Christopher Waller, a member of the board of governors of the U.S. Federal Reserve System, has said he opposes the introduction of a U.S. digital dollar.
Governor Waller said in a speech before a symposium presented by the Harvard National Security Journal, Cambridge, Massachusetts that he remains skeptical of whether there is a compelling need for the Fed to create a U.S. central bank digital currency (CBDC).
The governor gave several reasons for his misgivings. According to him, the underlying reasons that make the dollar the dominant currency have little to do with technology. The dollar is dominant because of the U.S.'s robust funding markets, foreign exchange transactions and invoicing.
The dollar is also the world's predominant reserve currency. These underlying reasons are not going to be affected by the introduction of a CBDC. He added that these reasons also make it unlikely that the dollar will be displaced by another sovereign currency simply because it is issued as a digital asset. He said:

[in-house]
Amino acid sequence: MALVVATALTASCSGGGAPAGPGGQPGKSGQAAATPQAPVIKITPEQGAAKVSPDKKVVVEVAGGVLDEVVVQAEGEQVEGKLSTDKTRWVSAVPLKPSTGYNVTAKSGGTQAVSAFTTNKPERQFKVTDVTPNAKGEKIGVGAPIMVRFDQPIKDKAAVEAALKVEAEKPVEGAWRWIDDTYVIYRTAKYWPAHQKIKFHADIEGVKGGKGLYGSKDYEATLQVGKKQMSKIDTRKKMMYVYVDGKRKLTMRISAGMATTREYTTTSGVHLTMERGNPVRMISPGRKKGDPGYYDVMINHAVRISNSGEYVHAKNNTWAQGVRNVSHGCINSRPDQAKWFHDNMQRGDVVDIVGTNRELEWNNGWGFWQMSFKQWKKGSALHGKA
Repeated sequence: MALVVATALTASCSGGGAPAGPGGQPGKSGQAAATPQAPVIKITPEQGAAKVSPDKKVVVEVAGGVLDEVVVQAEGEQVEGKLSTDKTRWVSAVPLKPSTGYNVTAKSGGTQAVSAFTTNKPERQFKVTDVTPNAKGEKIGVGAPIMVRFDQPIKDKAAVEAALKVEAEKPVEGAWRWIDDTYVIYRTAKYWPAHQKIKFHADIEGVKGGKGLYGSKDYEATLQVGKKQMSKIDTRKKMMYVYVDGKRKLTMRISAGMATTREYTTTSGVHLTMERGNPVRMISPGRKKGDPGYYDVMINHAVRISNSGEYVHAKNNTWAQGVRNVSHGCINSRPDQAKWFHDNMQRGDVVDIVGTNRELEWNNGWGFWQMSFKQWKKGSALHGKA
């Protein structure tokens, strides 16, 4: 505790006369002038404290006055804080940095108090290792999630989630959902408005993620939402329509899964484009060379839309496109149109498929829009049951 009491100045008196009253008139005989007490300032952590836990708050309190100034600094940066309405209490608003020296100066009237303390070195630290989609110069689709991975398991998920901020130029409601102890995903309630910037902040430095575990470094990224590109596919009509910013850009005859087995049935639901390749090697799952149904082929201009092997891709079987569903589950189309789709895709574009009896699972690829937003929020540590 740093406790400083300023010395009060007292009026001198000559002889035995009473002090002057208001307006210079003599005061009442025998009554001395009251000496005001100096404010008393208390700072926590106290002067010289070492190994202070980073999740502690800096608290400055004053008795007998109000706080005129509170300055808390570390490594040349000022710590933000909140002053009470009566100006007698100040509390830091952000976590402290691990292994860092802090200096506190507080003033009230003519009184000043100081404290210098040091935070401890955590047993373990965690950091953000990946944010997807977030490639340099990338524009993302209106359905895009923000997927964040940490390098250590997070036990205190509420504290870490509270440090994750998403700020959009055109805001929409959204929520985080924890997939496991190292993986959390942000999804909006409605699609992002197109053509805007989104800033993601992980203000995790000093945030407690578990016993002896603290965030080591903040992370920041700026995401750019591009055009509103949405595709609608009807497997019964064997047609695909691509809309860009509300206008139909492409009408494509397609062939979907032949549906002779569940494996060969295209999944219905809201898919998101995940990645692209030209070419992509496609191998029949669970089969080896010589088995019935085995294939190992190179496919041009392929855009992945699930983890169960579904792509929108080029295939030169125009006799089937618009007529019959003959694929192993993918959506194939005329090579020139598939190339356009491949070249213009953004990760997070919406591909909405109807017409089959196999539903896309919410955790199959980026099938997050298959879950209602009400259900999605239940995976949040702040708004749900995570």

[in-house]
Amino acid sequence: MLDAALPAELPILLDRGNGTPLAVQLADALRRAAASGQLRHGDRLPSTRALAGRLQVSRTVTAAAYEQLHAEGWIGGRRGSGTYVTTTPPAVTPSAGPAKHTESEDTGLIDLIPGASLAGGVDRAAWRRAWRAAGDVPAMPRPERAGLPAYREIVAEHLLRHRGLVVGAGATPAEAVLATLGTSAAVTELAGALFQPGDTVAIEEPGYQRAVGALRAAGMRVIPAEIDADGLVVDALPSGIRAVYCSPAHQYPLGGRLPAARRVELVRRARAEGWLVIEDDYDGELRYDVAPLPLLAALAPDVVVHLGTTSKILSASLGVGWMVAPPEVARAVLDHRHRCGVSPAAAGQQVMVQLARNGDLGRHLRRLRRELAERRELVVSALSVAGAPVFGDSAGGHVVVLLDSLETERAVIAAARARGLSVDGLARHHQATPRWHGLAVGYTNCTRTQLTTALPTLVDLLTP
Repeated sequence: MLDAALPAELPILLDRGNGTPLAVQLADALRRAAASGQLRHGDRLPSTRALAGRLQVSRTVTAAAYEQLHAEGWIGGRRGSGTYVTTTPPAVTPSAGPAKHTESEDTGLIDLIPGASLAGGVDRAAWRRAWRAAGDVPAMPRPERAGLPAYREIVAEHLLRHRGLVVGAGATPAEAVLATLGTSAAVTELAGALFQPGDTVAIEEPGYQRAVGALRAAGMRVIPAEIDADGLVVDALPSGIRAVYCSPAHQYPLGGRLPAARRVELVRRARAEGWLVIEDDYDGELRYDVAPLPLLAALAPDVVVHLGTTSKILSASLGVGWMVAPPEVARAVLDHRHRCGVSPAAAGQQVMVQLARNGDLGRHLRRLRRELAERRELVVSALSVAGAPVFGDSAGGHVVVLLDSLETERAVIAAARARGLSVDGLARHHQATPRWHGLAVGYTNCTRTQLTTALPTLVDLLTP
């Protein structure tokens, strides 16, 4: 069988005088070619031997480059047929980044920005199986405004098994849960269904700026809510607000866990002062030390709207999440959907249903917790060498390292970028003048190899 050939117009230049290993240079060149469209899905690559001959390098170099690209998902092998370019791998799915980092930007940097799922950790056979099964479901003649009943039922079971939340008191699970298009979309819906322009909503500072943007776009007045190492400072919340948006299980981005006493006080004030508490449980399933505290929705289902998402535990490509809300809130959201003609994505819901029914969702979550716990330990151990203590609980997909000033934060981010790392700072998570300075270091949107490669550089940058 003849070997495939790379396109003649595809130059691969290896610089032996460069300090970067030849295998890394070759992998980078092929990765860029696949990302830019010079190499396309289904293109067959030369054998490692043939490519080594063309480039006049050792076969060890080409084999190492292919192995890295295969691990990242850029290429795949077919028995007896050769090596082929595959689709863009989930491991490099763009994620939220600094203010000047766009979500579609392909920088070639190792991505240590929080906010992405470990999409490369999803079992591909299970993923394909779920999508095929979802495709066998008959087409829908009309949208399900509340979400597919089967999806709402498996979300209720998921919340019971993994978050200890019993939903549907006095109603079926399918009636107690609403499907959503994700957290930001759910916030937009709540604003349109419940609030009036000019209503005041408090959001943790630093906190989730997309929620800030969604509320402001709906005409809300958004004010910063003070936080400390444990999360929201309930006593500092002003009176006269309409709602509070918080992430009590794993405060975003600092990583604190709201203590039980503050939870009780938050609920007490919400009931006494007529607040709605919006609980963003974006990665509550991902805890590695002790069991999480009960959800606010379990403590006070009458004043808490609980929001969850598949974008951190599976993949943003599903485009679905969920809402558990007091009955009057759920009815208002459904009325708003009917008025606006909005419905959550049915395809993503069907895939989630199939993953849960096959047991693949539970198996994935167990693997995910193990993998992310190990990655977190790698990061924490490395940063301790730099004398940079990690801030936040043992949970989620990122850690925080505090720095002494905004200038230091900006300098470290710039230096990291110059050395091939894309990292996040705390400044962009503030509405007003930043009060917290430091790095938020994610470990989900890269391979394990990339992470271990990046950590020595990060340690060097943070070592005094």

The underlying reasons for why the dollar is the dominant currency have little to do with technology, and I believe the introduction of a CBDC would not affect those underlying reasons.
Could the Fed instead promote stablecoins?
Waller's speech is coming after the White House released a report on the technical possibilities of a digital dollar. Despite releasing its discussion paper on a CBDC in January, the Fed is yet to reach a final decision.
Meanwhile, Waller advocates for the adoption of dollar-pegged stablecoins. He maintains that the availability of dollar-pegged stablecoins for international payments could increase the primacy of the dollar abroad.